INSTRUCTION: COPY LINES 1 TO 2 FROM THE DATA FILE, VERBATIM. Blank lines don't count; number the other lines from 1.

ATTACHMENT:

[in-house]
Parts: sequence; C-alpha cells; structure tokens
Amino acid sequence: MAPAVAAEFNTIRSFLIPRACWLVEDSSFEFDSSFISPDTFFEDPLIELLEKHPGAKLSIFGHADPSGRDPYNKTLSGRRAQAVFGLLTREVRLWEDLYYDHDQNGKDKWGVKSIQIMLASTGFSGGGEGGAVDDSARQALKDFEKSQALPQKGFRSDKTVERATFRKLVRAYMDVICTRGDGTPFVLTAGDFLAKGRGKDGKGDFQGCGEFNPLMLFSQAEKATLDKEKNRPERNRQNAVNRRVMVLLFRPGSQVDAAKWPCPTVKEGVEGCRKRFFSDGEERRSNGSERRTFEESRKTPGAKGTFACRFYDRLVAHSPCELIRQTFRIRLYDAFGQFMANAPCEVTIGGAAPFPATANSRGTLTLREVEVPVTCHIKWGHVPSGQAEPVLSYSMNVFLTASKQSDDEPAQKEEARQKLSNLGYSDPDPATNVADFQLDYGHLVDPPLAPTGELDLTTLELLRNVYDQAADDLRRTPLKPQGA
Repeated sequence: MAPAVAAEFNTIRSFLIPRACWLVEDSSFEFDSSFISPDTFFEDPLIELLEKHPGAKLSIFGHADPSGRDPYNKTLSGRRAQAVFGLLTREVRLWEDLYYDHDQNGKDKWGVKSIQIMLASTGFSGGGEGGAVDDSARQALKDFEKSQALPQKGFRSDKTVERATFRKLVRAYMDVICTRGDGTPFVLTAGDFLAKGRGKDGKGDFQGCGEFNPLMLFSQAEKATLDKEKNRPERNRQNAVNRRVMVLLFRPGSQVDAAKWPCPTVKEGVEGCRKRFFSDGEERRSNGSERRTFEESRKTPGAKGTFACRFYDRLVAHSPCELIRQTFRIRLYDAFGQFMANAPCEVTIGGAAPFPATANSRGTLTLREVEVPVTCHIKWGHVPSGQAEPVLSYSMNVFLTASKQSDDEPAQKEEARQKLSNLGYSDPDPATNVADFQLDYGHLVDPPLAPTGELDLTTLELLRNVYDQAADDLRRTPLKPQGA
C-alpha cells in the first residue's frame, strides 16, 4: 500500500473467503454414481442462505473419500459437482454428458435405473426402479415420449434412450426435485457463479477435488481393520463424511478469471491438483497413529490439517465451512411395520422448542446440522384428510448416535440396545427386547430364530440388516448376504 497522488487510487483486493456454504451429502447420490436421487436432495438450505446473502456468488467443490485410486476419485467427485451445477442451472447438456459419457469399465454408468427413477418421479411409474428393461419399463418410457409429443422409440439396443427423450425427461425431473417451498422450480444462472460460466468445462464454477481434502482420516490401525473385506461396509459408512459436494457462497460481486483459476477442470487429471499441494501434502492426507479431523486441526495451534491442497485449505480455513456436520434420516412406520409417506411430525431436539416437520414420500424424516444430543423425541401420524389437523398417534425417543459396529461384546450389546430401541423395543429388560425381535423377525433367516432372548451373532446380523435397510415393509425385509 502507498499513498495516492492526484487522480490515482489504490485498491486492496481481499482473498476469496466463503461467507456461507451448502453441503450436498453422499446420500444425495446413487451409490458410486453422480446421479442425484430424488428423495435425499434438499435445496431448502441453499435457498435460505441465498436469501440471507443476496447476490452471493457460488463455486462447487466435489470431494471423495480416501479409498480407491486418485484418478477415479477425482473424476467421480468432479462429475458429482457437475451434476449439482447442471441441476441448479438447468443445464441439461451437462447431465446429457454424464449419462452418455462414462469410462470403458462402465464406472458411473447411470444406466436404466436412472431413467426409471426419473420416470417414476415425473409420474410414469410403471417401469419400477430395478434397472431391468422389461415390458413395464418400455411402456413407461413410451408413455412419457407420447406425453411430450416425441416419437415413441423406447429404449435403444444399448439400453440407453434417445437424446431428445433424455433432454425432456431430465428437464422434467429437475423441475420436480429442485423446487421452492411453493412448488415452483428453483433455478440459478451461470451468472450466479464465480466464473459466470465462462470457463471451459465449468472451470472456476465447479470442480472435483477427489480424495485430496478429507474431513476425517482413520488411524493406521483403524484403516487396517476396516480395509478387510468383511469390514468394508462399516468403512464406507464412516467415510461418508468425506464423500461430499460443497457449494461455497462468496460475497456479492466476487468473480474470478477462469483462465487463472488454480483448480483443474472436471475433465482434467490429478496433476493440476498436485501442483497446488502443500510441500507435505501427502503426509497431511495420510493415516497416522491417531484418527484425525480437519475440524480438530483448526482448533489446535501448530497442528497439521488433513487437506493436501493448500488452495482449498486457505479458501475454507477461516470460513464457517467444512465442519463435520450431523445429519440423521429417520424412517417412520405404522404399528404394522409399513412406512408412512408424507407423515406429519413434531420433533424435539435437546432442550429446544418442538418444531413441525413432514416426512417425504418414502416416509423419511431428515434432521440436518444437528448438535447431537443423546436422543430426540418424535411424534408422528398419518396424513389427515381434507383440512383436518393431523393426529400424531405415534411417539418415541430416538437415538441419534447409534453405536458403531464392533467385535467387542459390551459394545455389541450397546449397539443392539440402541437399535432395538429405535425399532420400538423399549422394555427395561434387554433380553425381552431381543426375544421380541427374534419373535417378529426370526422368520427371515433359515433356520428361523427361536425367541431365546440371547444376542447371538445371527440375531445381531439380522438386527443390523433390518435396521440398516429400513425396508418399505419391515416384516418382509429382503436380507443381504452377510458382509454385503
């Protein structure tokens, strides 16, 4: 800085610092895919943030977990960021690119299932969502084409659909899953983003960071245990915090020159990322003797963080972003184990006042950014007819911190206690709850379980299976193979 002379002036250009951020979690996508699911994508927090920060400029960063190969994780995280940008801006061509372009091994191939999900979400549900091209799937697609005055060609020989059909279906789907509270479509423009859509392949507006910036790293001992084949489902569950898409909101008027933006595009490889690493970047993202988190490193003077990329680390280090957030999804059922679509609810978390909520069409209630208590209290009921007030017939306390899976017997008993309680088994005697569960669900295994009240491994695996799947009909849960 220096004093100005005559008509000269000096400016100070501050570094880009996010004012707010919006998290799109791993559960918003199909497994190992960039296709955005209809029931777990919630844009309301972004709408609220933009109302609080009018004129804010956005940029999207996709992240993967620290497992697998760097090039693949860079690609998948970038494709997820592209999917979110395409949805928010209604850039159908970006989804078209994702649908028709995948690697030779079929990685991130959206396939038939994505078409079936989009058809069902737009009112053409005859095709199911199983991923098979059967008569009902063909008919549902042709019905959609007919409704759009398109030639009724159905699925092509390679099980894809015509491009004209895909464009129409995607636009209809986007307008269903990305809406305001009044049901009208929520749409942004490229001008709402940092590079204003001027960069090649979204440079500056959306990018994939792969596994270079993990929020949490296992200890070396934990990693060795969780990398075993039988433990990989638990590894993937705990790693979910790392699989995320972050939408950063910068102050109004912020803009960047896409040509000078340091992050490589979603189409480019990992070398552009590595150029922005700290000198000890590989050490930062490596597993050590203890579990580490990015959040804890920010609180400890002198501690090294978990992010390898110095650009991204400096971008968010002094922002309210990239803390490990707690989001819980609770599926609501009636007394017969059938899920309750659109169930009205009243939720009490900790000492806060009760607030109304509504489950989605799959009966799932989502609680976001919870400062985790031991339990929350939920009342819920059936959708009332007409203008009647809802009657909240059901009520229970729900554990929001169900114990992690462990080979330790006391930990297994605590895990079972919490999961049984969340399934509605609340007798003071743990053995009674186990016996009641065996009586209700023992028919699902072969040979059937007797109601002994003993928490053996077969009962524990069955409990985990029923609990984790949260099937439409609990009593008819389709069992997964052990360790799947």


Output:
[in-house]
Parts: sequence; C-alpha cells; structure tokens